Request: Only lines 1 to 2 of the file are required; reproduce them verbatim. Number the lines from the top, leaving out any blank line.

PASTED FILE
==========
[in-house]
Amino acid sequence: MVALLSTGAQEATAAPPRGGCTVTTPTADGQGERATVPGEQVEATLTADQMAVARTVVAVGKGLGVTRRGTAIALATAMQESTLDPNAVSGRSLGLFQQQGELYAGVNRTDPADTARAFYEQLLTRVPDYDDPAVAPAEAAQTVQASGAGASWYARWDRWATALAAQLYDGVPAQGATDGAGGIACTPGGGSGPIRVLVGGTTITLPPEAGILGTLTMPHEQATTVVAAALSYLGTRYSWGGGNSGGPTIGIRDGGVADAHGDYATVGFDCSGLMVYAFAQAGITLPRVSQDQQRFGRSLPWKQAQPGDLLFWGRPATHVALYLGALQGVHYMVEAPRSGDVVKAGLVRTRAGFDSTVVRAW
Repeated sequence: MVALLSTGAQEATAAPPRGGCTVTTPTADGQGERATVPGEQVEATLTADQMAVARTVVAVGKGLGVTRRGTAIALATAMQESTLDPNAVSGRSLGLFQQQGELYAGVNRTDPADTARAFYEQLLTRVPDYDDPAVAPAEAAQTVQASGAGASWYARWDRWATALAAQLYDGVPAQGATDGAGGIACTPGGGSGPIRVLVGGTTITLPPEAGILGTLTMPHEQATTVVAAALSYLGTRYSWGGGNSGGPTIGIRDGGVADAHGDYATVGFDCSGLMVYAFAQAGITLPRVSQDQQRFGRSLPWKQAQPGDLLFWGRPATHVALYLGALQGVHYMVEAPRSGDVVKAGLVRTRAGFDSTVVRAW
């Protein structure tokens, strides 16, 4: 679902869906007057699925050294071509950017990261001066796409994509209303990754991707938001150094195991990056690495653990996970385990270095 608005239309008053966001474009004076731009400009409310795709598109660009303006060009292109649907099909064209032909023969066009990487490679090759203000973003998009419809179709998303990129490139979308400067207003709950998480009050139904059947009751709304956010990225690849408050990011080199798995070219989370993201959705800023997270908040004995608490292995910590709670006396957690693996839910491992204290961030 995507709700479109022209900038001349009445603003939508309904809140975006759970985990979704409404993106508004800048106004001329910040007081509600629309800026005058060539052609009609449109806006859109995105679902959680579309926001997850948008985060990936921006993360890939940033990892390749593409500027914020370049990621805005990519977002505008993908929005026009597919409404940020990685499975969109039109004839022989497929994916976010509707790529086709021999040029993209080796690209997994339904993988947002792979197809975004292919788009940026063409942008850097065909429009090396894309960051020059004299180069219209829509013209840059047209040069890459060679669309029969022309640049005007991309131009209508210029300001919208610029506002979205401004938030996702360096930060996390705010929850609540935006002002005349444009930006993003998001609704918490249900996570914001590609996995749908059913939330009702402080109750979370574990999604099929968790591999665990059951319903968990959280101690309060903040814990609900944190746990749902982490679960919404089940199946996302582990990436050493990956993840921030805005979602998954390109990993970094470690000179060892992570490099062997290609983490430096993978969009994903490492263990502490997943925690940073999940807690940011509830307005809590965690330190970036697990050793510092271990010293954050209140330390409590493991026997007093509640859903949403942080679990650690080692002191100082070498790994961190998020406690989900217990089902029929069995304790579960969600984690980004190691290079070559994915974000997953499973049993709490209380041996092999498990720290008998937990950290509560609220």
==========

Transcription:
[in-house]
Amino acid sequence: MVALLSTGAQEATAAPPRGGCTVTTPTADGQGERATVPGEQVEATLTADQMAVARTVVAVGKGLGVTRRGTAIALATAMQESTLDPNAVSGRSLGLFQQQGELYAGVNRTDPADTARAFYEQLLTRVPDYDDPAVAPAEAAQTVQASGAGASWYARWDRWATALAAQLYDGVPAQGATDGAGGIACTPGGGSGPIRVLVGGTTITLPPEAGILGTLTMPHEQATTVVAAALSYLGTRYSWGGGNSGGPTIGIRDGGVADAHGDYATVGFDCSGLMVYAFAQAGITLPRVSQDQQRFGRSLPWKQAQPGDLLFWGRPATHVALYLGALQGVHYMVEAPRSGDVVKAGLVRTRAGFDSTVVRAW